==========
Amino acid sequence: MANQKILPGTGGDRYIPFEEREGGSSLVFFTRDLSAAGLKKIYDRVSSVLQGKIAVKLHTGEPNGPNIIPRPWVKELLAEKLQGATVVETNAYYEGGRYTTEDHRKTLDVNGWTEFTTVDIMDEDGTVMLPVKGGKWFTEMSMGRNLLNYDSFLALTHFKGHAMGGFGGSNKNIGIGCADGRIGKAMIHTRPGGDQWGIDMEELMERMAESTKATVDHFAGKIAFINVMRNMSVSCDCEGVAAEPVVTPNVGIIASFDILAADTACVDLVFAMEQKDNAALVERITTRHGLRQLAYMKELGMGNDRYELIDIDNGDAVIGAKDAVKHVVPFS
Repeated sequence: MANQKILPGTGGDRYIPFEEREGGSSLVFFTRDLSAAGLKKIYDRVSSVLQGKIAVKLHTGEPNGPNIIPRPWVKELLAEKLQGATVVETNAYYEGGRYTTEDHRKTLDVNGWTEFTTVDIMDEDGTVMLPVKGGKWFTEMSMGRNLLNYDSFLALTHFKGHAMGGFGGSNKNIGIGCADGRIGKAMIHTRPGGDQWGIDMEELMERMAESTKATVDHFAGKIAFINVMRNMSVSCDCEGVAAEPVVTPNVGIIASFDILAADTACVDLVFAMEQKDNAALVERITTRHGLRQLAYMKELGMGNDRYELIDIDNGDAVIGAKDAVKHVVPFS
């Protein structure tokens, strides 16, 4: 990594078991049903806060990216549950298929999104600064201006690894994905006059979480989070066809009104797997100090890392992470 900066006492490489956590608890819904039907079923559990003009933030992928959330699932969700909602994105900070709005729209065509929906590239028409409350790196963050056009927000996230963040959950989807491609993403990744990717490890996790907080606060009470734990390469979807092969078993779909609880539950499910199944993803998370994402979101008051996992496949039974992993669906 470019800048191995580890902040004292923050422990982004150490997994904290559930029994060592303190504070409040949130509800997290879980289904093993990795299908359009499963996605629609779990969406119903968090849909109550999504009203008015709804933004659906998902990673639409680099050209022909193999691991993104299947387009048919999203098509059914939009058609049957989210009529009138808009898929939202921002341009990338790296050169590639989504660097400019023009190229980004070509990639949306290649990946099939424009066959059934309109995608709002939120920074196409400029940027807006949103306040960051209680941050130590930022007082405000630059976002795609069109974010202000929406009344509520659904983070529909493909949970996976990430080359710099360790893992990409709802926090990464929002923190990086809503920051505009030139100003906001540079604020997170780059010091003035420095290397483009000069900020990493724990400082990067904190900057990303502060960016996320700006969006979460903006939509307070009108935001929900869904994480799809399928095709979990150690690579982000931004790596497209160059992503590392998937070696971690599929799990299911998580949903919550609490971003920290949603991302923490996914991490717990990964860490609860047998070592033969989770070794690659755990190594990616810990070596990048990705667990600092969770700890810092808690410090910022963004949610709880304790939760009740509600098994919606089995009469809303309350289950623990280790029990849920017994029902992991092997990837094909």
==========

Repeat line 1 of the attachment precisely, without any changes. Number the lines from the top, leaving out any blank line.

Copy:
Amino acid sequence: MANQKILPGTGGDRYIPFEEREGGSSLVFFTRDLSAAGLKKIYDRVSSVLQGKIAVKLHTGEPNGPNIIPRPWVKELLAEKLQGATVVETNAYYEGGRYTTEDHRKTLDVNGWTEFTTVDIMDEDGTVMLPVKGGKWFTEMSMGRNLLNYDSFLALTHFKGHAMGGFGGSNKNIGIGCADGRIGKAMIHTRPGGDQWGIDMEELMERMAESTKATVDHFAGKIAFINVMRNMSVSCDCEGVAAEPVVTPNVGIIASFDILAADTACVDLVFAMEQKDNAALVERITTRHGLRQLAYMKELGMGNDRYELIDIDNGDAVIGAKDAVKHVVPFS